Saturday, January 31st 4-7 pm
Interruptions is an exhibition that creates moments of disruption in the domestic living/exhibition space of the Hown’s Den. This selection of work is a study in futility, distraction, and the cultural and social connotations of the objects that we live with. .The collection of paintings and objects mimic domestic materials and things but divorce them of their use, acting as unfamiliar substitutes for the familiar. The pieces are integrated fully into the environment of a living room, dining room, kitchen, or bathroom, and are treated as part of their domestic surroundings.
Amy Kligman is currently based in Kansas City, MO. She shares a studio and a home with painter Misha Kligman, two cats, a boxer named Hanna, and her son, Sam. She has been published in New American Paintings, exhibits nationally, and is one of five collaborators that operate Plug Projects, an artist run exhibition space.
The Hown’s Den is excited to host Alt. Lecture 10 this Tuesday.
Tuesday November 17th from 7-9
Alt. Lecture KC pairs a local aesthetic producer with someone from outside the city in order to cultivate creative conversation across state lines.
Info about the presenters:
Eunice Yoon-Seon Choi is a Boston-based interdisciplinary artist who practices in drawing, painting, and sculpture. Choi received her MFA in Studio Art from the School of the Museum of Fine Arts/ Tufts University. Choi has received a number of awards including Artist-in-Residence awards at Prairie Center of the Arts (IL), Vermont Studio Center (VT), Kimmel Harding Nelson Center for the Arts (NE), PLAYA (OR), and the Helene Wurlitzer Foundation of New Mexico. She was featured as an emerging artist in the Boston Sunday Globe and has exhibited nationally and internationally.
Dan ‘Danny’ Orendorff s a curator, writer, and activist currently working as the Curator-in-Residence and Interim Director of Artistic Programs for The Charlotte Street Foundation in Kansas City, MO. He has previously curated large-scale group exhibitions and composed exhibition texts for a range of international contemporary arts venues, including The Center for Craft, Creativity & Design, threewalls, Grand Arts, the Chicago Cultural Center, and SFCamerawork. He has been a contributing critic to Bad at Sports and Art in America, and has taught in the liberal and fine arts departments of KCAI, UMKC, University of Illinois – Chicago, and the School of the Art Institute of Chicago. Much of Orendorff’s work and research focuses on issues of non-normativity, queerness, feminism, and DIY or craft-oriented cultural production.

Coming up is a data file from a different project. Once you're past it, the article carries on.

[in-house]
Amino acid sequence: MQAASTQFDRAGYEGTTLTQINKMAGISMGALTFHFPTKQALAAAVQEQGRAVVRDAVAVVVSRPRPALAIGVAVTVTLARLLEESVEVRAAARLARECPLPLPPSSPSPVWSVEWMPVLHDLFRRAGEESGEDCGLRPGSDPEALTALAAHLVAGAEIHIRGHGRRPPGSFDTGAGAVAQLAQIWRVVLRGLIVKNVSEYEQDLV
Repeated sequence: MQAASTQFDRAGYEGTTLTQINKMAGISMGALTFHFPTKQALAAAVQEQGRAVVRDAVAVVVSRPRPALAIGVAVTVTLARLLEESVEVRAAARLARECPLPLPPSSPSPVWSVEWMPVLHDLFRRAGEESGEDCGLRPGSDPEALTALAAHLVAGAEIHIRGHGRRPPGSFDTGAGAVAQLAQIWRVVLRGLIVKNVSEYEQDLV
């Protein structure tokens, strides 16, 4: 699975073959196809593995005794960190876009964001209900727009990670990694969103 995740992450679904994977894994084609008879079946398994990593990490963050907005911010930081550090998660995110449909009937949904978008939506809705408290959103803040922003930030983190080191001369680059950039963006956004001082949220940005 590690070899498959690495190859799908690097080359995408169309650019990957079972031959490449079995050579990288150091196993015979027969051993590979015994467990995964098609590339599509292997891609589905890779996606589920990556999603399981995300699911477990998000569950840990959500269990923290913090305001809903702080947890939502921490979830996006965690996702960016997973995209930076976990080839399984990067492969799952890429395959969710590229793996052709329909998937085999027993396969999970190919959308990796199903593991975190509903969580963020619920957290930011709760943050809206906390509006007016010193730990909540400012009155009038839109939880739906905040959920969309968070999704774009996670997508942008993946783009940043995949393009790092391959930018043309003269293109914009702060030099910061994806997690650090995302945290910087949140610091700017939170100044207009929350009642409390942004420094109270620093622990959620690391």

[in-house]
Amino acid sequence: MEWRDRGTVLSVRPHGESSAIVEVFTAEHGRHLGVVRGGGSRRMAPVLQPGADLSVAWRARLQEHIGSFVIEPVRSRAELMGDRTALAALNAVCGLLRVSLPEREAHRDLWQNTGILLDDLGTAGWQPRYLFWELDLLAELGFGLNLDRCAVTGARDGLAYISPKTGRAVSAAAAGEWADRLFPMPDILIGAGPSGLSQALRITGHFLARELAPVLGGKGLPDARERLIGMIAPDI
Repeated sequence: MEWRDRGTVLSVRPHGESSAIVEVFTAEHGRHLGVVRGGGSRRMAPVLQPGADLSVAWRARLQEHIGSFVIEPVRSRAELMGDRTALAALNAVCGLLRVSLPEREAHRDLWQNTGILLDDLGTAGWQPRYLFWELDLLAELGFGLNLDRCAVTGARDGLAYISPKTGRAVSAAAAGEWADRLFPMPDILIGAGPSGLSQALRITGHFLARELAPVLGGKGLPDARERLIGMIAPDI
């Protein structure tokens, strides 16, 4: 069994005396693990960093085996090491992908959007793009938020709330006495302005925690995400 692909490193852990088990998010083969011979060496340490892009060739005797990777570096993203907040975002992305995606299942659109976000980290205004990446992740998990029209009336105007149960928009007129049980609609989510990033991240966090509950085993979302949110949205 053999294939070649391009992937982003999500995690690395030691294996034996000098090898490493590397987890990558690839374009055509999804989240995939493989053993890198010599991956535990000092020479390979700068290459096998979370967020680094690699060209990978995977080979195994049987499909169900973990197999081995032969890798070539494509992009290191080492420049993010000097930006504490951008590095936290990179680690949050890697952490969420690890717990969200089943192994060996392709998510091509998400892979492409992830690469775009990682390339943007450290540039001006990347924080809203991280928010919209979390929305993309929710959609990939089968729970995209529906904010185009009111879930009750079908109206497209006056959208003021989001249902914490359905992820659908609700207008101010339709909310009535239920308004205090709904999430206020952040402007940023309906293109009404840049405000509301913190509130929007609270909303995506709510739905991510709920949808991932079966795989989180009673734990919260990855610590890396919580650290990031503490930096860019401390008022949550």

Please join us on October 23rd from 6-9pm for an installation and artist talk by Milwaukee based artist Christopher Willey and Tonia Klein.
Christopher Willey is an interdisciplinary artist and instructor in Milwaukee, WI. His research moves between traditional and new genres. Willey focuses on digital studio practices while mixing in traditional methods. He has exhibited both nationally and internationally and is a curator and author. His most recent solo exhibit was at the Interlochen Center for the Arts in Interlochen, MI. Willey received his BFA from Milwaukee Institute of Art & Design, and MFA at the San Francisco Art Institute.
Our work is influenced by travel, fairy tales, and world mythology. We use these as a basis for sharing experiences. The images we create contain metaphors which relate to archetypes from fairy tales. The animals and cultural patterns create unexpected new narratives.